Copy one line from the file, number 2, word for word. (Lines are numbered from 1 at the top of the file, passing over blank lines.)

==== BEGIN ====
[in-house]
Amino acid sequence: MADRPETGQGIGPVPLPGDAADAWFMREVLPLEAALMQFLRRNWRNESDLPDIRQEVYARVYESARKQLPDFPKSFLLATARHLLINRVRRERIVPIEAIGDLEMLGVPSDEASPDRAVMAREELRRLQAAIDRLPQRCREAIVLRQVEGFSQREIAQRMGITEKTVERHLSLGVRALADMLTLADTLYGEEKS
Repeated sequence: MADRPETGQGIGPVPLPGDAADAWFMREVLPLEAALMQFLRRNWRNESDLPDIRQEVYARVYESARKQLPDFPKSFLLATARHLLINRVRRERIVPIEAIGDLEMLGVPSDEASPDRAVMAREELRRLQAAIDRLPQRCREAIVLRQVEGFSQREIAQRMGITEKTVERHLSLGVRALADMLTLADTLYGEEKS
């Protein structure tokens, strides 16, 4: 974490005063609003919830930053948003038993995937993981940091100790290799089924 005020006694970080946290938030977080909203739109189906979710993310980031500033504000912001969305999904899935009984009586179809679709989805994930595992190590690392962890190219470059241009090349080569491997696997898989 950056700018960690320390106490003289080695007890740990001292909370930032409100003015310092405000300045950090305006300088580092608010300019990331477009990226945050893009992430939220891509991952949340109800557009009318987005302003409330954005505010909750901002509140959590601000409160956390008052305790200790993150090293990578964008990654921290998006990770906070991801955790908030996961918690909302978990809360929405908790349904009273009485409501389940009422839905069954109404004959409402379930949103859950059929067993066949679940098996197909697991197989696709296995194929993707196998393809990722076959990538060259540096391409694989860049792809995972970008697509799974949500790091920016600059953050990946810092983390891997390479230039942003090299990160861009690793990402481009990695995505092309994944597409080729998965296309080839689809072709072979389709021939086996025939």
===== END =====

Amino acid sequence: MADRPETGQGIGPVPLPGDAADAWFMREVLPLEAALMQFLRRNWRNESDLPDIRQEVYARVYESARKQLPDFPKSFLLATARHLLINRVRRERIVPIEAIGDLEMLGVPSDEASPDRAVMAREELRRLQAAIDRLPQRCREAIVLRQVEGFSQREIAQRMGITEKTVERHLSLGVRALADMLTLADTLYGEEKS